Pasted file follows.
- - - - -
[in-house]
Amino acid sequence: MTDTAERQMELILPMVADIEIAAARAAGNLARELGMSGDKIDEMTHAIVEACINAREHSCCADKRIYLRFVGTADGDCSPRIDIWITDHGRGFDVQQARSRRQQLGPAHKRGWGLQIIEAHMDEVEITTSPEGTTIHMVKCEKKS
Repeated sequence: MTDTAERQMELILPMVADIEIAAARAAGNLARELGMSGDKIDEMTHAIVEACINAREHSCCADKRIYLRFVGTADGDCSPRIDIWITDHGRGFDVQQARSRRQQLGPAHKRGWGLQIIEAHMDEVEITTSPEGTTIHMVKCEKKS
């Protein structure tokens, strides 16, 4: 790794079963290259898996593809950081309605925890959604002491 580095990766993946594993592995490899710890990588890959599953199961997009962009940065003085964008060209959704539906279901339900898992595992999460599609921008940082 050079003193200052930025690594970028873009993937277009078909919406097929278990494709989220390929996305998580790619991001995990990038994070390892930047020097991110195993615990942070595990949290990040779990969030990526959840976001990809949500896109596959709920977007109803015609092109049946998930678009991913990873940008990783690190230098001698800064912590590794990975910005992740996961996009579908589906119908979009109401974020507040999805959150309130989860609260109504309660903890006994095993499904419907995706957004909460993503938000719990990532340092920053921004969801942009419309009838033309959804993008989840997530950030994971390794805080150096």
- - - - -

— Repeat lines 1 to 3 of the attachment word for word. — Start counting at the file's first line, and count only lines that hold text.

[in-house]
Amino acid sequence: MTDTAERQMELILPMVADIEIAAARAAGNLARELGMSGDKIDEMTHAIVEACINAREHSCCADKRIYLRFVGTADGDCSPRIDIWITDHGRGFDVQQARSRRQQLGPAHKRGWGLQIIEAHMDEVEITTSPEGTTIHMVKCEKKS
Repeated sequence: MTDTAERQMELILPMVADIEIAAARAAGNLARELGMSGDKIDEMTHAIVEACINAREHSCCADKRIYLRFVGTADGDCSPRIDIWITDHGRGFDVQQARSRRQQLGPAHKRGWGLQIIEAHMDEVEITTSPEGTTIHMVKCEKKS